A list, not at all comprehensive, of quotes that appeal to me, from sources frivolous and profound.
(note: this section has been ignored, and patiently waits for me to do something with it)
The important thing is this: To be able at any moment to sacrifice what we are for what we could become. – Charles Du Bos, 1882-1939. French literary and art critic, atheist turned Catholic, Notre Dame professor, author of What is Literature?
When I stand before thee at the days end, thou shalt see my scars and know that I had my wounds and also my healing. – Rabindranath Tagore, 1861-1941, Nobel Prize Laureate (1913, Literature).
Before a great vision can become reality there may be difficulty. Before a person begins a great endeavor, they may encounter chaos. As a new plant breaks the ground with great difficulty, foreshadowing the huge tree, so must we sometimes push against difficulty in bringing forth our dreams. Out of Chaos, Brilliant Stars are Born. I Ching, Hexagam #3
If we’re going to be damned, let’s be damned for what we really are. –
(spoken by Patrick Stewart as Jean-Luc Picard in the television series Star Trek: The Next Generation, Episode 101-102, Encounter at Farpoint, written by D. C. Fontana and Gene Roddenberry)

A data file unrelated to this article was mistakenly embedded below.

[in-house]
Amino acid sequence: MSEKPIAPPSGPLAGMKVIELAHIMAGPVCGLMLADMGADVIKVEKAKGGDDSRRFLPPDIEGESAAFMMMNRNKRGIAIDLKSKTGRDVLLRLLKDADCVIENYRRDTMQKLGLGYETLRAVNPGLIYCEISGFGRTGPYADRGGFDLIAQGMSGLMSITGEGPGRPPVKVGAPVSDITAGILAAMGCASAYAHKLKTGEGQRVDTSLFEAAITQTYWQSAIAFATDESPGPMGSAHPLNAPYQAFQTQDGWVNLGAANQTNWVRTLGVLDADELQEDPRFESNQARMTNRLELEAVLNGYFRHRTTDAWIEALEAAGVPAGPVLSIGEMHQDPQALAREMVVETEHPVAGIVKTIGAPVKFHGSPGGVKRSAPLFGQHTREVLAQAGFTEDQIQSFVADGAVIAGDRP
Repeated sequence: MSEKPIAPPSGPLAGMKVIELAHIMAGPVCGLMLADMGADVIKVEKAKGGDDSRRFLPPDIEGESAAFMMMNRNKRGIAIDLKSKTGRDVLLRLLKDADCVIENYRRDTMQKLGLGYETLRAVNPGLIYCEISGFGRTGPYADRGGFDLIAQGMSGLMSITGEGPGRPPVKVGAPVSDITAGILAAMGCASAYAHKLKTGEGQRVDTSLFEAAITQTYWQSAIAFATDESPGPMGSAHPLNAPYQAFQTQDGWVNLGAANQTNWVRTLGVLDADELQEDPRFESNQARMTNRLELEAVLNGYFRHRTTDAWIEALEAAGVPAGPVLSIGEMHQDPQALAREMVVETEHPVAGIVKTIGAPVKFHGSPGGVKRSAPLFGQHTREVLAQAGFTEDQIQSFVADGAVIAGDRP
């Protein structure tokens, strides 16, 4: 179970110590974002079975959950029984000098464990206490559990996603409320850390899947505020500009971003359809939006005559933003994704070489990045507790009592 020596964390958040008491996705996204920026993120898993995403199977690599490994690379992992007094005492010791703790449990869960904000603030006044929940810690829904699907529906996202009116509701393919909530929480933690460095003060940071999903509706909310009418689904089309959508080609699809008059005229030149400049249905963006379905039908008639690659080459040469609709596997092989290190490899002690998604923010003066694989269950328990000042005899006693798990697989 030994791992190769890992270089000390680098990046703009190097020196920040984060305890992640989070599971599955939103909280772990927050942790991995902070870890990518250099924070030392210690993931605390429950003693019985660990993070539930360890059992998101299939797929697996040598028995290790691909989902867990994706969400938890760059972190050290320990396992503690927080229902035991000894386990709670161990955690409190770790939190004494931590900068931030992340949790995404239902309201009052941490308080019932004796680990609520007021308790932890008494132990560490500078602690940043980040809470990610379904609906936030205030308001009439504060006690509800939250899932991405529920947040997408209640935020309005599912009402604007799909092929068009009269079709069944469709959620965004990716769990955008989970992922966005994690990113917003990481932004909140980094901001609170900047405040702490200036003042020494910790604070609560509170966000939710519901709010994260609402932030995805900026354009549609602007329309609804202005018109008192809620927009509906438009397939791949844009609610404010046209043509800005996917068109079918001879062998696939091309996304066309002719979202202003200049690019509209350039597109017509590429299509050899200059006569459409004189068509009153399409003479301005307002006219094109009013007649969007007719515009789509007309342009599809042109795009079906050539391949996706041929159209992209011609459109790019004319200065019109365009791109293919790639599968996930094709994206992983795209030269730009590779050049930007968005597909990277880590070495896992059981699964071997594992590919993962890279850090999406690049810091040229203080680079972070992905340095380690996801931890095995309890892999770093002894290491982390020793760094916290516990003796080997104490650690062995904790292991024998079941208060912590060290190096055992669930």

Any idiot can face a crisis, it’s this day-to-day living that wears you out. – Often attributed to Anton Chekhov, 1860-1904, but the 1954 movie The Country Girl, written for the screen by George Seaton from a Clifford Odets play, is more likely; see Quote Investigator.
If you want to build a ship, don’t drum up people to collect wood and don’t assign them tasks and work, but rather teach them to long for the endless immensity of the sea. — attr. to Antoine de Saint Exupéry, 1900-1944, Aviator, Writer, Author of The Little Prince, based on a passage from The Wisdom of the Sands: “Building a boat isn’t about weaving canvas, forging nails, or reading the sky. It’s about giving a shared taste for the sea, by the light of which you will see nothing contradictory but rather a community of love.”
Practicing an art, no matter how well or badly, is a way to make your soul grow, for heaven’s sakes. Now, I mean, I’m talking about singing in the shower, I’m talking about dancing to the radio, I’m talking about writing a poem to a friend–a lousy poem. – Kurt Vonnegut, 1922-2007